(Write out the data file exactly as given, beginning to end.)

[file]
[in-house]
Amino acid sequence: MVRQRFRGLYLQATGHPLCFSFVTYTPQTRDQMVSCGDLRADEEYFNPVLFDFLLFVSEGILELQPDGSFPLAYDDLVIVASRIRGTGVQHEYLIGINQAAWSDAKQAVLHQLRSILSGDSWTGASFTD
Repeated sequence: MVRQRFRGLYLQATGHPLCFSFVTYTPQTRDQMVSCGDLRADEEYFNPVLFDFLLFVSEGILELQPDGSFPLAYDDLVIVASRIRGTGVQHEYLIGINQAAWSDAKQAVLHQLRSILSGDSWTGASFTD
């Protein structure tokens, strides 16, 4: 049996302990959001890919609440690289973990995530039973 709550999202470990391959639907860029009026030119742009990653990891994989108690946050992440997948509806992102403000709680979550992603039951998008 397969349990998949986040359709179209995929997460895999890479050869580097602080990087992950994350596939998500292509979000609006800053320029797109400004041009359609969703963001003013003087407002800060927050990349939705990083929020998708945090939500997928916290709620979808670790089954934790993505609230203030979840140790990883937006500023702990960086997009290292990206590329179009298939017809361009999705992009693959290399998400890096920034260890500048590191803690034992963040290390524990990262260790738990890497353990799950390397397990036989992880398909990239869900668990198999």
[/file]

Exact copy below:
[in-house]
Amino acid sequence: MVRQRFRGLYLQATGHPLCFSFVTYTPQTRDQMVSCGDLRADEEYFNPVLFDFLLFVSEGILELQPDGSFPLAYDDLVIVASRIRGTGVQHEYLIGINQAAWSDAKQAVLHQLRSILSGDSWTGASFTD
Repeated sequence: MVRQRFRGLYLQATGHPLCFSFVTYTPQTRDQMVSCGDLRADEEYFNPVLFDFLLFVSEGILELQPDGSFPLAYDDLVIVASRIRGTGVQHEYLIGINQAAWSDAKQAVLHQLRSILSGDSWTGASFTD
């Protein structure tokens, strides 16, 4: 049996302990959001890919609440690289973990995530039973 709550999202470990391959639907860029009026030119742009990653990891994989108690946050992440997948509806992102403000709680979550992603039951998008 397969349990998949986040359709179209995929997460895999890479050869580097602080990087992950994350596939998500292509979000609006800053320029797109400004041009359609969703963001003013003087407002800060927050990349939705990083929020998708945090939500997928916290709620979808670790089954934790993505609230203030979840140790990883937006500023702990960086997009290292990206590329179009298939017809361009999705992009693959290399998400890096920034260890500048590191803690034992963040290390524990990262260790738990890497353990799950390397397990036989992880398909990239869900668990198999």